8. 8. Media Outlet % Nominating 2013 Rank 2012 Rank The Wall Street Journal 83% 1 1 Bloomberg News 58% 2 2 the New York Times 31% 3 3 Financial Times 21% 4 4 thomson Reuters 19% 5 4 CNBC 17% 6 5 CNN Money 5% 7 n/r Yahoo! Finance 4% 8 (tie) n/r The Economist 4% 8 (tie) 8 FOX 3% 9 9 Business Insider 2% 10 (tie) n/r Forbes 2% 10 (tie) 10 Top 10Most Influential Financial News Outlets 8
  9. 9. 9 28% (2012 - #1) Andrew Ross Sorkin NYT / CNBC1 2 3 3 4 4 5 17% (2012 - n/r) Jon Hilsenrath WSJ 16% (2012 - #2) Gretchen Morgenson NYT 8% (2012 - 3) Michael Lewis Vanity Fair 8% (2012 - 7) Felix Salmon Reuters 7% (2012 - 5) Maria Bartiromo Fox Business tied tied 16% (2012 - #4) Paul Krugman NYT For the second year in a row, financial journalist Andrew Ross Sorkin was named the most influential financial journalist by his peers. Sorkin, the New York Times columnist, creator of DealBook, CNBC Squawk Box co-host and best-selling author (Too Big to Fail), was nominated by more than one out of four (28%) survey respondents. Receiving the second most nominations (17%) was Jon Hilsenrath, chief economic correspondent for The Wall Street Journal. Hilsenrath edged out Gretchen Morgenson (16%), the Pulitzer Prize-winning New York Times business columnist, and Nobel Prize-winning economist Paul Krugman (16%), who is also a New York Times columnist and author of The Conscience of a Liberal blog. Hilsenrath did not make the 2012 top-ten list, while Morgenson moved down a spot in the rankings and Krugman gained a spot. With the markets intensely focused on interest rates and Federal Reserve policy over the past year, Hilsenrath often became the go-to source on the Fed. Following behind Morgenson and Krugman in order of the number of nominations were: Michael Lewis (8%), the best-selling author (Boomerang: Travels in the New Third World and The Big Short) and Vanity Fair contributor; Felix Salmon (8%), the finance blogger for Reuters; Maria Bartiromo (7%), now of Fox Business and previously for 20 years at CNBC; Most InfluentialFinancial Journalists Top 10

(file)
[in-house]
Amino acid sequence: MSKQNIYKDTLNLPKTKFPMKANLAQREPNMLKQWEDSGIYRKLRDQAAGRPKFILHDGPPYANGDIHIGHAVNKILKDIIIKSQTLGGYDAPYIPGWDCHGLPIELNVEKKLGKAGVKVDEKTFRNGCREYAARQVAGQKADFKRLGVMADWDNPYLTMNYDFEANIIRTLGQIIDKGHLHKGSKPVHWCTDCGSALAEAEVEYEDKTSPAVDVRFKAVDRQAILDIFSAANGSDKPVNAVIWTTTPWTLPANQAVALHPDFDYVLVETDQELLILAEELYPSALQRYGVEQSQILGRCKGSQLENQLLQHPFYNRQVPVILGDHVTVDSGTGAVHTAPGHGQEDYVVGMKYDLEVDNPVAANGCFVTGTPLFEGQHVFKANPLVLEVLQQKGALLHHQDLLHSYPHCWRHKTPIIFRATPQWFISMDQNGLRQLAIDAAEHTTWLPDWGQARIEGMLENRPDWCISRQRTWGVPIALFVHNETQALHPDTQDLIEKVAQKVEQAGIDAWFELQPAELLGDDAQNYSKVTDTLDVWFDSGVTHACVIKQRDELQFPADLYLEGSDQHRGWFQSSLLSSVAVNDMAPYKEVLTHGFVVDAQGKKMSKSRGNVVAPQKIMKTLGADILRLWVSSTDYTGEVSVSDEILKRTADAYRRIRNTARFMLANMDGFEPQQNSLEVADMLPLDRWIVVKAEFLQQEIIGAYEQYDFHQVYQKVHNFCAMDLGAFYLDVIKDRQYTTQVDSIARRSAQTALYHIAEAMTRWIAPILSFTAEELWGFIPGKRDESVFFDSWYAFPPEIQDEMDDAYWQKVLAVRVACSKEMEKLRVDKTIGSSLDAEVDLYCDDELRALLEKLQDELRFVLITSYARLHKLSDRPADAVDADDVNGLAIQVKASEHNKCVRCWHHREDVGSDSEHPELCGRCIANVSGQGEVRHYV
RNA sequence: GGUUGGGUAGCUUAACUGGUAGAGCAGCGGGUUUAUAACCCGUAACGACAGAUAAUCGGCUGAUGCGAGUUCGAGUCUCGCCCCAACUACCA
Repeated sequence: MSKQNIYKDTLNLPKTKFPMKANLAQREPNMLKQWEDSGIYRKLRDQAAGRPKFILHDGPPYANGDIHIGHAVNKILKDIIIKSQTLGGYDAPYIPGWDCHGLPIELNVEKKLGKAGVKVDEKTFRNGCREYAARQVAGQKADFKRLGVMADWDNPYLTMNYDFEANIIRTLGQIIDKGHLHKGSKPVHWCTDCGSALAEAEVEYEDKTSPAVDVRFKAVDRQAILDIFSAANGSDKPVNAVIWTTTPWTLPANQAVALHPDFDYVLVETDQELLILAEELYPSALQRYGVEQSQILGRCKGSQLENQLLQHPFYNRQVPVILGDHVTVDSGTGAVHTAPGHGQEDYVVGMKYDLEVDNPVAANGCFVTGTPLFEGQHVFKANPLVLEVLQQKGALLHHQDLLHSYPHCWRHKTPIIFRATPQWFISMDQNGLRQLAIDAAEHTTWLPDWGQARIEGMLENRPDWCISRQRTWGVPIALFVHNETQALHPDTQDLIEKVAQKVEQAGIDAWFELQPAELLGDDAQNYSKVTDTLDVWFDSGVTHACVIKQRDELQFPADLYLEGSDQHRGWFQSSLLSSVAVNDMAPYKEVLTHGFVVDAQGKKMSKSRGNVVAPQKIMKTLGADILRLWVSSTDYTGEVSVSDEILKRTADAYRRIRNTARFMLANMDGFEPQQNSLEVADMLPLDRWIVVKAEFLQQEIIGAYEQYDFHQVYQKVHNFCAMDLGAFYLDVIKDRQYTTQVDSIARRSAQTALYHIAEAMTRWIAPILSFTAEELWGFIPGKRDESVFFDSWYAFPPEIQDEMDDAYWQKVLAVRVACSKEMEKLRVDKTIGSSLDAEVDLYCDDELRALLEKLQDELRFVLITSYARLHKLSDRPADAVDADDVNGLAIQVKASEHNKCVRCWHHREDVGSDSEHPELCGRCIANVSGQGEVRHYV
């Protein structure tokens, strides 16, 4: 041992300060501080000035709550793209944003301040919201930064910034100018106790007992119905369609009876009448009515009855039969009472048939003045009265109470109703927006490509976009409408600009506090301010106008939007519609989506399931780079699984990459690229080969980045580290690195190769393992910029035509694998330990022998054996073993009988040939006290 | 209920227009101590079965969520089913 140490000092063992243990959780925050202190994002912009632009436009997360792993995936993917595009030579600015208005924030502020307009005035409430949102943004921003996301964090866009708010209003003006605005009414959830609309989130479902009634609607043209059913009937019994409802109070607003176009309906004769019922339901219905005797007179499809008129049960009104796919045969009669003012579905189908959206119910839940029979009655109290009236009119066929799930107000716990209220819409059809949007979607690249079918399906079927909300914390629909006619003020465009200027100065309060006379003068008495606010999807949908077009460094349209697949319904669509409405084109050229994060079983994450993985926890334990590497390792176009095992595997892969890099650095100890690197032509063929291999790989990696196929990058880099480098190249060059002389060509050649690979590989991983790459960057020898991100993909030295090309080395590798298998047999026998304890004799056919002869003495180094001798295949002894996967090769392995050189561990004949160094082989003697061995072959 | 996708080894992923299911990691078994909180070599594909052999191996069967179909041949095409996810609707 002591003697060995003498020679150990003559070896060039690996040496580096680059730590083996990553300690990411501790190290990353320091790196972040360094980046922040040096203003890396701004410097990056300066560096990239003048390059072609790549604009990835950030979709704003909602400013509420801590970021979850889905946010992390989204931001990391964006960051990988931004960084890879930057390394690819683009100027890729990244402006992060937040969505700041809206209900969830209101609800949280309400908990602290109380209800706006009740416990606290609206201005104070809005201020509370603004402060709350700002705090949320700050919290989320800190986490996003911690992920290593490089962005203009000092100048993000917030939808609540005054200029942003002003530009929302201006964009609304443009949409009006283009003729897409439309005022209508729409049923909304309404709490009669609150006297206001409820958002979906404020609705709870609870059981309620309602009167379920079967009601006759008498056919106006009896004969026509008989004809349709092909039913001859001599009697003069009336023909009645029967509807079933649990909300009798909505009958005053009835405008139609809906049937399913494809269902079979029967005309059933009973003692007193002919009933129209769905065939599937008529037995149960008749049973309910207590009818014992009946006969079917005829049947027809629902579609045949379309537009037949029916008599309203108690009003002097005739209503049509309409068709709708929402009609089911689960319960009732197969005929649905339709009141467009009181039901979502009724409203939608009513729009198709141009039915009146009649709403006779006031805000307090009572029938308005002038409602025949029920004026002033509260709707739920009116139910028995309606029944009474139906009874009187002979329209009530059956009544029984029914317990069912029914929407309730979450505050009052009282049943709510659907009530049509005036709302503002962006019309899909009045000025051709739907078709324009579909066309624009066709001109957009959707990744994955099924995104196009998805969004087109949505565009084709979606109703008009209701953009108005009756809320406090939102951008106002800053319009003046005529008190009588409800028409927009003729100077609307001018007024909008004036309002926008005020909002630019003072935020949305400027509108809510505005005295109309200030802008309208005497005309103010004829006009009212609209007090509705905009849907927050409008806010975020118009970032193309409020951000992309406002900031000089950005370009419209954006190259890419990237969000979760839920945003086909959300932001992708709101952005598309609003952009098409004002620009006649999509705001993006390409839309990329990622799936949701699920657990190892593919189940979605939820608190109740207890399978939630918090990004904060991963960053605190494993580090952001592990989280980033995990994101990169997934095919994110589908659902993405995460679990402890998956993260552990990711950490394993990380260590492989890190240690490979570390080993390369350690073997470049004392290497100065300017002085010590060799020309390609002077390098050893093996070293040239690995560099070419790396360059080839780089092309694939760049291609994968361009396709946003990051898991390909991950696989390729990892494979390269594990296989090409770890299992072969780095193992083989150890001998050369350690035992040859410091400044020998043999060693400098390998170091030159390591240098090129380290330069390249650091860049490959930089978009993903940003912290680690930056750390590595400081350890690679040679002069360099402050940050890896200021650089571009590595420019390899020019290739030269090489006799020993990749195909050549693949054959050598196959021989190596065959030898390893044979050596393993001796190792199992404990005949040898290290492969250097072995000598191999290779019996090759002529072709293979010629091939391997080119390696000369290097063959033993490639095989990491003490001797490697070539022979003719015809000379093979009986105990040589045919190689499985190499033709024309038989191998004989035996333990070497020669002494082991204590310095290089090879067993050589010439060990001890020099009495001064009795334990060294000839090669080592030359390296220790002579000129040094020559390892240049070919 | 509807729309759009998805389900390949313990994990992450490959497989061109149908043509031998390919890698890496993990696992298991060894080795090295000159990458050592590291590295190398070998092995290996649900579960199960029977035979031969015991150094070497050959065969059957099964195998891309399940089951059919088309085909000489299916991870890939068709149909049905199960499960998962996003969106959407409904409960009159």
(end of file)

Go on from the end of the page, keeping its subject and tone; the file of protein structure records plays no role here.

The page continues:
10. 10. 10 6% (2012 - #5) Jim Cramer CNBC / TheStreet 3% (2012 - n/R) Joe Weisenthal Business Insider 5% (2012 - #10) David Wessel The Wall Street Journal 6 7 7 8 9 tied 5% (2012 - #9) Matt Taibbi Rolling Stone 4% (2012 - n/r) Matt Winkler Bloomberg News 10 10 10 tied tied 2% (2012 - n/R) Gillian Tett Financial Times 2% (2012 - n/R) Martin Wolff Financial Times 2% (2012 - n/R) Heidi Moore The Guardian Jim Cramer (6%), host of CNBC’s Mad Money and TheStreet contributor and co-founder; David Wessel (5%), economics editor for The Wall Street Journal; and Matt Taibbi (5%), a contributing editor for Rolling Stone who covers Wall Street and finance. Rounding out the top-ten and new to the rankings this year are Matt Winkler (4%), co- founder and editor-in-chief of Bloomberg News; Joe Weisenthal (3%), the lead financial blogger and executive editor of the fast- growing Business Insider website; Gillian Tett (2%), markets and finance commentator and assistant editor for the Financial Times; Martin Wolff (2%), chief economics commentator at the Financial Times; and Heidi Moore (2%), finance and economics editor of the U.S. edition of The Guardian. Most InfluentialFinancial Journalists Top 10